Prince William County Lawmaker Wants Immigration Policy Extended

Corey Stewart

A Prince William County lawmaker is calling the end of an immigration policy this year the wrong approach to controlling the illegal immigrant population.

The program known as 287-G basically gave local law enforcement agencies the ability to act as immigration agents. If they arrested a suspect, they could check his immigration status, and if he was here illegally, they'd refer him or her to immigration officials to start the deportation process.

The program was humming along under the George W. Bush administration, when 60 local agencies signed contracts with federal immigration and customs enforcement, but it has slowed way down under President Barack Obama’s administration. So to cut costs, the feds have been looking to phase out 287-G and replace it with another program called "Secure Communities."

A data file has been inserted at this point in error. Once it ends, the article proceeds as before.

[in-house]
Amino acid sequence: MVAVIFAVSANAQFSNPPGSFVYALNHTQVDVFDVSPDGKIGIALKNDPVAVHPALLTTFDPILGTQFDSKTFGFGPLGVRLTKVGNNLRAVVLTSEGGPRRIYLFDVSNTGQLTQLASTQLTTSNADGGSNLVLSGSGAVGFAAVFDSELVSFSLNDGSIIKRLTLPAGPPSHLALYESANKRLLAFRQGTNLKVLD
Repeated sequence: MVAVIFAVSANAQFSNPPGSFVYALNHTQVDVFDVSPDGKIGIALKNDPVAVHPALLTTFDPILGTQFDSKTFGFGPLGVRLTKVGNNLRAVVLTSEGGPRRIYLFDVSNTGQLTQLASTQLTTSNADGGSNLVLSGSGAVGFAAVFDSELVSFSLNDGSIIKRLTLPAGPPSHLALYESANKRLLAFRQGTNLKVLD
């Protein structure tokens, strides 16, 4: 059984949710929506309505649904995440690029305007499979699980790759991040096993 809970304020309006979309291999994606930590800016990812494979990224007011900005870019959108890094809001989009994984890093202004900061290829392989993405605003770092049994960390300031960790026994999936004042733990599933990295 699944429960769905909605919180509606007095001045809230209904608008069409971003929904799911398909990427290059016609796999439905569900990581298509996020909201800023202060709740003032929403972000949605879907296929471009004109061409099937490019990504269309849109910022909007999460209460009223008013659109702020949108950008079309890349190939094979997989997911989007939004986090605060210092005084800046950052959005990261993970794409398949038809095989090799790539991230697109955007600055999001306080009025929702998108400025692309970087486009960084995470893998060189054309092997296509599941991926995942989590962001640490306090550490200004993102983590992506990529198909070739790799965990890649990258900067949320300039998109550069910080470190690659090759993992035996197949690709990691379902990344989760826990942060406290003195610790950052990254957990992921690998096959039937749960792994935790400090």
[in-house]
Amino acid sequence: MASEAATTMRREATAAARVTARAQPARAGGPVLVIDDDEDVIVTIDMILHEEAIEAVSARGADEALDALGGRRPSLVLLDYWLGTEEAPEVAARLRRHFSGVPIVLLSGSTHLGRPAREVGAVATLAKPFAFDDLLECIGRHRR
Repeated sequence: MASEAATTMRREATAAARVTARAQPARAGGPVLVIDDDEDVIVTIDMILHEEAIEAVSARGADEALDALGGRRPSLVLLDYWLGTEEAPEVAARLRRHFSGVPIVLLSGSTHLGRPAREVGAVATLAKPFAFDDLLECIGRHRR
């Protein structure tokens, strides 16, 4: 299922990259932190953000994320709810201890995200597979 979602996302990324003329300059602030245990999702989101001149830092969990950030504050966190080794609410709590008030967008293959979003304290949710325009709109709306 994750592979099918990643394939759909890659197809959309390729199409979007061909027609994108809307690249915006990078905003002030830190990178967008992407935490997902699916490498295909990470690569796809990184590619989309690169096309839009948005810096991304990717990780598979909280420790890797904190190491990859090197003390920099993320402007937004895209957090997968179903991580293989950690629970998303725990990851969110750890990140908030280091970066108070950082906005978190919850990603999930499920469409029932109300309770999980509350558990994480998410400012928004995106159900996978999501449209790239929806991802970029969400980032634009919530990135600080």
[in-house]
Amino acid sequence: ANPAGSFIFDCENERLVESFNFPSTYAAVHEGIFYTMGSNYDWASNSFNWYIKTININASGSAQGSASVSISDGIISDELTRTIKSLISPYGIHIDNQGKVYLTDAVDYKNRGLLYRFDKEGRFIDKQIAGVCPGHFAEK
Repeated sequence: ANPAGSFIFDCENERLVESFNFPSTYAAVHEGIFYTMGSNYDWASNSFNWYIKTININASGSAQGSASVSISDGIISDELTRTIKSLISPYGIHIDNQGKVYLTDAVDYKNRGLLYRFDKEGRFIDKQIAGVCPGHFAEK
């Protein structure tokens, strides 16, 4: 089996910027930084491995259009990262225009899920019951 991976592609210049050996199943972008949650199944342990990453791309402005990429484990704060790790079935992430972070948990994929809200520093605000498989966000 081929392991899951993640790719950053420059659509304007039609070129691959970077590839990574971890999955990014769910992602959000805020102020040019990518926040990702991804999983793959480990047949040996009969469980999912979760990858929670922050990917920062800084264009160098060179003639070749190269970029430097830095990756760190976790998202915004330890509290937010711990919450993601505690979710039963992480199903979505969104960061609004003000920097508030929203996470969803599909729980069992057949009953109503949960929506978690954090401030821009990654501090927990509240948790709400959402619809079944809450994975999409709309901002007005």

Prince William County officials got word via email, but they say Secure Communities will take the teeth out of local law enforcement's ability to get dangerous criminals deported -- especially if it's their first brush with the law

An ICE spokesman calls Secure Communities more consistent, efficient and cost effective in identifying and removing criminals and other priority aliens.

Prince William County Board Chairman Corey Stewart pointed out what he called a big difference in the two approaches.

“If someone comes to the United States illegally and is apprehended for the first time, Secure Communities will not have that person in the database, and that person would not be identified as an illegal alien,” he said. “Under 287-G, law enforcement personnel actually determine whether or not that person is here legally or not.”

The county said it has nabbed 5,000 criminals under 287-G. The board met today and is calling on ICE to extend the original program for another three years.

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